Managing Your Money

Calculating your Social Security Benefit

With growing uncertainty about the future of Social Security funding, the Social Security Administration (SSA) suspended mailings of its annual statements. The move is expected to save the agency $60 million in fiscal 2012.

Previously, the SSA had sent all working Americans an annual statement about three months before their birthday. The statement included one's lifetime earnings record, as well as estimates of retirement, disability, and family survivor benefits. It also reported earned credits, which indicated if one would qualify for Medicare at age 65.

Mailings for the remainder of 2012 will be limited to workers over 60, and longer term, the agency is working on an online download option for everyone else.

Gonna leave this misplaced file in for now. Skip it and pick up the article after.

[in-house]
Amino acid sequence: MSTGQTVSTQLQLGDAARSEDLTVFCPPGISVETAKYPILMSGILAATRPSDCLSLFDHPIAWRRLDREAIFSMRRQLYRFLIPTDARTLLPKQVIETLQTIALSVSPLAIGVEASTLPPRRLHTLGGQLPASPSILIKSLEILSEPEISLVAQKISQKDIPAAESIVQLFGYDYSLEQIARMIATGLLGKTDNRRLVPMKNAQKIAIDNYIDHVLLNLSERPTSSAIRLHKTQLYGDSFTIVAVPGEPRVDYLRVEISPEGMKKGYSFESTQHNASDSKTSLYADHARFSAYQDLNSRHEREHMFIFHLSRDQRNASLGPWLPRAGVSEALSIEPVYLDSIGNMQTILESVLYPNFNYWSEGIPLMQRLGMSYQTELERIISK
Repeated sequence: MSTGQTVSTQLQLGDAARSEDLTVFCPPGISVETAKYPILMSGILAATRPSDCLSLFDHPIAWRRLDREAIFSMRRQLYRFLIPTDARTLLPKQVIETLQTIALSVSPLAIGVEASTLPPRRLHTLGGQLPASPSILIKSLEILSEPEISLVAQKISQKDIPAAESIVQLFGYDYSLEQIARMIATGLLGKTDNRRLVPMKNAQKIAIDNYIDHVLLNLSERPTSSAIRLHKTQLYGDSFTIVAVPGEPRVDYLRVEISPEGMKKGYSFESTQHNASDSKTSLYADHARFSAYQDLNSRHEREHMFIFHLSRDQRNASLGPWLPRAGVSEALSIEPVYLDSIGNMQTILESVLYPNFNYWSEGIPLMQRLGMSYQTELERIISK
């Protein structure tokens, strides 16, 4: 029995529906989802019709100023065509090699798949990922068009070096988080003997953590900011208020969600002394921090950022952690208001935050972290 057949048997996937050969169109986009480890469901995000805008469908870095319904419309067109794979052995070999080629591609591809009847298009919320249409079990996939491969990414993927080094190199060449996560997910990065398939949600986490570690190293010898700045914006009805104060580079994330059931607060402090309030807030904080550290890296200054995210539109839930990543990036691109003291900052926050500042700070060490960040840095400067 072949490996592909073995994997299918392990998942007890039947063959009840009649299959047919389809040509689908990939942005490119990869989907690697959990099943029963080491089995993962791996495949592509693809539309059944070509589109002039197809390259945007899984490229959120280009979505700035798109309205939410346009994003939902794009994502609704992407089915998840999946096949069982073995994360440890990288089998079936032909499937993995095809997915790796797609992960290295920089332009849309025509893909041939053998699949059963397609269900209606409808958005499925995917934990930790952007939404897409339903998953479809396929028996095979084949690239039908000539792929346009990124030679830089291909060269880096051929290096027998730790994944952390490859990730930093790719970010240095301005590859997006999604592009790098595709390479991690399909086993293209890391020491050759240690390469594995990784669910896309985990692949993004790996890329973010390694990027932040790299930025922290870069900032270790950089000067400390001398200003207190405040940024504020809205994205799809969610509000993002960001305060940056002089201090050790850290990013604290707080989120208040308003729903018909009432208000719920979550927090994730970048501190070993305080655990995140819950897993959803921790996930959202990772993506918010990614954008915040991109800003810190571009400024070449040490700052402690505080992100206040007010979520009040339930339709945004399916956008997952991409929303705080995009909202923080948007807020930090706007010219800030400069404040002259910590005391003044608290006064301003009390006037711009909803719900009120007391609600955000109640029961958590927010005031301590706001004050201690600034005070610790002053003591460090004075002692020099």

In the interim, you can access the same information online at, using one of the following methods:

The Retirement Estimator ( gives estimates of your retirement monthly benefit, based on your actual Social Security earnings record. The calculator shows early (age 62), full (ages 65-67 depending upon your year of birth), and delayed (age 70). The Retirement Estimator also lets you create additional "what if" retirement scenarios based on current law.

If you do not have an earnings record with Social Security or cannot access it, there are also other benefit calculators that do not tie into your earnings record. The calculators will show your retirement benefits as well as disability and survivor benefit amounts if you should become disabled or die.

Social Security should be a part of your retirement income planning. Make a point of checking out your estimated benefits at least annually so you know how much to expect -- and how much you'll need to provide from your own savings.

Also, remember that Social Security benefits don't automatically increase every year. In 2011, benefits stayed the same as the previous year. For 2012, benefits will rise by 3.6% to reflect an increase in inflation.

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